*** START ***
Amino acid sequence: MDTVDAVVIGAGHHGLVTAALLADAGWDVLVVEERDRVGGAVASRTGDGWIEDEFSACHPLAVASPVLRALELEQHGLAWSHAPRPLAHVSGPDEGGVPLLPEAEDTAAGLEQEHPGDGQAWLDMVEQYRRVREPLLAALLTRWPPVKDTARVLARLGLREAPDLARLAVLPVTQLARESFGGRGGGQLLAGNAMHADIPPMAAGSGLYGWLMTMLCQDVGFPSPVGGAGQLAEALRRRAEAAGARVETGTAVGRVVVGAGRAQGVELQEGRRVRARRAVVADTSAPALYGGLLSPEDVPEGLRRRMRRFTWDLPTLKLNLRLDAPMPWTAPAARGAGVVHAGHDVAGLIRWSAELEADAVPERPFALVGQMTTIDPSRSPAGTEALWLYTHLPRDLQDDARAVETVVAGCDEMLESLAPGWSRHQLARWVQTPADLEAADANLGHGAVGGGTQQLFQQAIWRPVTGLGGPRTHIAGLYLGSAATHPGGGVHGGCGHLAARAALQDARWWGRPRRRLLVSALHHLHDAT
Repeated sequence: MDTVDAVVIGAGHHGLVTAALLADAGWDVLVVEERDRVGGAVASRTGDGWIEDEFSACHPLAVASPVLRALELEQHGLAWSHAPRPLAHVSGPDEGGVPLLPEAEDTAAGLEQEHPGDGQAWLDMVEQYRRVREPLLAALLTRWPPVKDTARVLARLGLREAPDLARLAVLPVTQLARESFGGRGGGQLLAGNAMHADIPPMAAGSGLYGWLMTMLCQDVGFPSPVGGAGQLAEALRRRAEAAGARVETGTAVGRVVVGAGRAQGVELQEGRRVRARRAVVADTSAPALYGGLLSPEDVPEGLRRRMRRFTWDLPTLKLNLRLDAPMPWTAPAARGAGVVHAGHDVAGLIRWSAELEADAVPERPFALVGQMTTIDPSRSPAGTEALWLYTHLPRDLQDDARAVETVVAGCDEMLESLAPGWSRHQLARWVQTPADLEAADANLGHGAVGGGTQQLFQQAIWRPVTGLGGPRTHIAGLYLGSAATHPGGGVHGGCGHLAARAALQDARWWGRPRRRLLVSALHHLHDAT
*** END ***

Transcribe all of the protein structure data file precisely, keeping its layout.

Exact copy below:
Amino acid sequence: MDTVDAVVIGAGHHGLVTAALLADAGWDVLVVEERDRVGGAVASRTGDGWIEDEFSACHPLAVASPVLRALELEQHGLAWSHAPRPLAHVSGPDEGGVPLLPEAEDTAAGLEQEHPGDGQAWLDMVEQYRRVREPLLAALLTRWPPVKDTARVLARLGLREAPDLARLAVLPVTQLARESFGGRGGGQLLAGNAMHADIPPMAAGSGLYGWLMTMLCQDVGFPSPVGGAGQLAEALRRRAEAAGARVETGTAVGRVVVGAGRAQGVELQEGRRVRARRAVVADTSAPALYGGLLSPEDVPEGLRRRMRRFTWDLPTLKLNLRLDAPMPWTAPAARGAGVVHAGHDVAGLIRWSAELEADAVPERPFALVGQMTTIDPSRSPAGTEALWLYTHLPRDLQDDARAVETVVAGCDEMLESLAPGWSRHQLARWVQTPADLEAADANLGHGAVGGGTQQLFQQAIWRPVTGLGGPRTHIAGLYLGSAATHPGGGVHGGCGHLAARAALQDARWWGRPRRRLLVSALHHLHDAT
Repeated sequence: MDTVDAVVIGAGHHGLVTAALLADAGWDVLVVEERDRVGGAVASRTGDGWIEDEFSACHPLAVASPVLRALELEQHGLAWSHAPRPLAHVSGPDEGGVPLLPEAEDTAAGLEQEHPGDGQAWLDMVEQYRRVREPLLAALLTRWPPVKDTARVLARLGLREAPDLARLAVLPVTQLARESFGGRGGGQLLAGNAMHADIPPMAAGSGLYGWLMTMLCQDVGFPSPVGGAGQLAEALRRRAEAAGARVETGTAVGRVVVGAGRAQGVELQEGRRVRARRAVVADTSAPALYGGLLSPEDVPEGLRRRMRRFTWDLPTLKLNLRLDAPMPWTAPAARGAGVVHAGHDVAGLIRWSAELEADAVPERPFALVGQMTTIDPSRSPAGTEALWLYTHLPRDLQDDARAVETVVAGCDEMLESLAPGWSRHQLARWVQTPADLEAADANLGHGAVGGGTQQLFQQAIWRPVTGLGGPRTHIAGLYLGSAATHPGGGVHGGCGHLAARAALQDARWWGRPRRRLLVSALHHLHDAT